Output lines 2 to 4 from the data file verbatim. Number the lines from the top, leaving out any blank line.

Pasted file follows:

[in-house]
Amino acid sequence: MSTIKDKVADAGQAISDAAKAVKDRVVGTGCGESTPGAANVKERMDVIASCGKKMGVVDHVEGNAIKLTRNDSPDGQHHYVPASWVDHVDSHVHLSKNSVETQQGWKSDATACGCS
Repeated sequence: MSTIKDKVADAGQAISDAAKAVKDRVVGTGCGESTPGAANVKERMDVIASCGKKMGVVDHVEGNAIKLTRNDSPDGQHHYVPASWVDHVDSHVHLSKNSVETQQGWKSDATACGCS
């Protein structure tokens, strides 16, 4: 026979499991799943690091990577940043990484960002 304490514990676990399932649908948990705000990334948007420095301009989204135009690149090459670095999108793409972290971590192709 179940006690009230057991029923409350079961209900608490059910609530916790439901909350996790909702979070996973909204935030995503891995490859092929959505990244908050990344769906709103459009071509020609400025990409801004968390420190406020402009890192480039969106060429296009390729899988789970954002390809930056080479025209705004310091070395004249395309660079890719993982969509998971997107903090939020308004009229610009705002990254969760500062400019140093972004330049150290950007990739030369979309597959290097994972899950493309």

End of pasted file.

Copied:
Amino acid sequence: MSTIKDKVADAGQAISDAAKAVKDRVVGTGCGESTPGAANVKERMDVIASCGKKMGVVDHVEGNAIKLTRNDSPDGQHHYVPASWVDHVDSHVHLSKNSVETQQGWKSDATACGCS
Repeated sequence: MSTIKDKVADAGQAISDAAKAVKDRVVGTGCGESTPGAANVKERMDVIASCGKKMGVVDHVEGNAIKLTRNDSPDGQHHYVPASWVDHVDSHVHLSKNSVETQQGWKSDATACGCS
């Protein structure tokens, strides 16, 4: 026979499991799943690091990577940043990484960002 304490514990676990399932649908948990705000990334948007420095301009989204135009690149090459670095999108793409972290971590192709 179940006690009230057991029923409350079961209900608490059910609530916790439901909350996790909702979070996973909204935030995503891995490859092929959505990244908050990344769906709103459009071509020609400025990409801004968390420190406020402009890192480039969106060429296009390729899988789970954002390809930056080479025209705004310091070395004249395309660079890719993982969509998971997107903090939020308004009229610009705002990254969760500062400019140093972004330049150290950007990739030369979309597959290097994972899950493309």